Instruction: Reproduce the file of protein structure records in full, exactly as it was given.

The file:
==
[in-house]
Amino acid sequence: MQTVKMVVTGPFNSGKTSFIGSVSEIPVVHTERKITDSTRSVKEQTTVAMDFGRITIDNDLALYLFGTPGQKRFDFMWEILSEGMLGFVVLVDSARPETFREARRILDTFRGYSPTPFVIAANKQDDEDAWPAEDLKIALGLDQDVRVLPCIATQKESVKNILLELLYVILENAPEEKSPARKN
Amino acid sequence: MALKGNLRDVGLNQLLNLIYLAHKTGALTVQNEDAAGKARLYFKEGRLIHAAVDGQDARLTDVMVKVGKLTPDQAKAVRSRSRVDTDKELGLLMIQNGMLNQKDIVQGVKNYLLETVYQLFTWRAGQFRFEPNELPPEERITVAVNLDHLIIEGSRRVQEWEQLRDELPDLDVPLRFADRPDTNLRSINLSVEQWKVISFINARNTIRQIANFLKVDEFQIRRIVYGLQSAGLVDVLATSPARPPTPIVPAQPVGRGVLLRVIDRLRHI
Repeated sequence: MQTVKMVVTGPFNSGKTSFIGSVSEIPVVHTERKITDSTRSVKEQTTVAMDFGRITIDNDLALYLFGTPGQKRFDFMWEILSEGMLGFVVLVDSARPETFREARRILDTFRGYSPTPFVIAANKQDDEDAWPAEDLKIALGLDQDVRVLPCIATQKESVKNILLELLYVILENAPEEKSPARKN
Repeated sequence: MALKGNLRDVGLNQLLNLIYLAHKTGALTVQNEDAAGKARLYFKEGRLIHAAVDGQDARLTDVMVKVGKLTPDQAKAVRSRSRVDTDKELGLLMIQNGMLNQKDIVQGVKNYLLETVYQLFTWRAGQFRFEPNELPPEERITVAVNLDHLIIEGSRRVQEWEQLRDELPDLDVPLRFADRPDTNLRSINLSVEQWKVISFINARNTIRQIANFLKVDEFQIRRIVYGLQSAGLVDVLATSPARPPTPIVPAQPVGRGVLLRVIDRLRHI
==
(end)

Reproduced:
[in-house]
Amino acid sequence: MQTVKMVVTGPFNSGKTSFIGSVSEIPVVHTERKITDSTRSVKEQTTVAMDFGRITIDNDLALYLFGTPGQKRFDFMWEILSEGMLGFVVLVDSARPETFREARRILDTFRGYSPTPFVIAANKQDDEDAWPAEDLKIALGLDQDVRVLPCIATQKESVKNILLELLYVILENAPEEKSPARKN
Amino acid sequence: MALKGNLRDVGLNQLLNLIYLAHKTGALTVQNEDAAGKARLYFKEGRLIHAAVDGQDARLTDVMVKVGKLTPDQAKAVRSRSRVDTDKELGLLMIQNGMLNQKDIVQGVKNYLLETVYQLFTWRAGQFRFEPNELPPEERITVAVNLDHLIIEGSRRVQEWEQLRDELPDLDVPLRFADRPDTNLRSINLSVEQWKVISFINARNTIRQIANFLKVDEFQIRRIVYGLQSAGLVDVLATSPARPPTPIVPAQPVGRGVLLRVIDRLRHI
Repeated sequence: MQTVKMVVTGPFNSGKTSFIGSVSEIPVVHTERKITDSTRSVKEQTTVAMDFGRITIDNDLALYLFGTPGQKRFDFMWEILSEGMLGFVVLVDSARPETFREARRILDTFRGYSPTPFVIAANKQDDEDAWPAEDLKIALGLDQDVRVLPCIATQKESVKNILLELLYVILENAPEEKSPARKN
Repeated sequence: MALKGNLRDVGLNQLLNLIYLAHKTGALTVQNEDAAGKARLYFKEGRLIHAAVDGQDARLTDVMVKVGKLTPDQAKAVRSRSRVDTDKELGLLMIQNGMLNQKDIVQGVKNYLLETVYQLFTWRAGQFRFEPNELPPEERITVAVNLDHLIIEGSRRVQEWEQLRDELPDLDVPLRFADRPDTNLRSINLSVEQWKVISFINARNTIRQIANFLKVDEFQIRRIVYGLQSAGLVDVLATSPARPPTPIVPAQPVGRGVLLRVIDRLRHI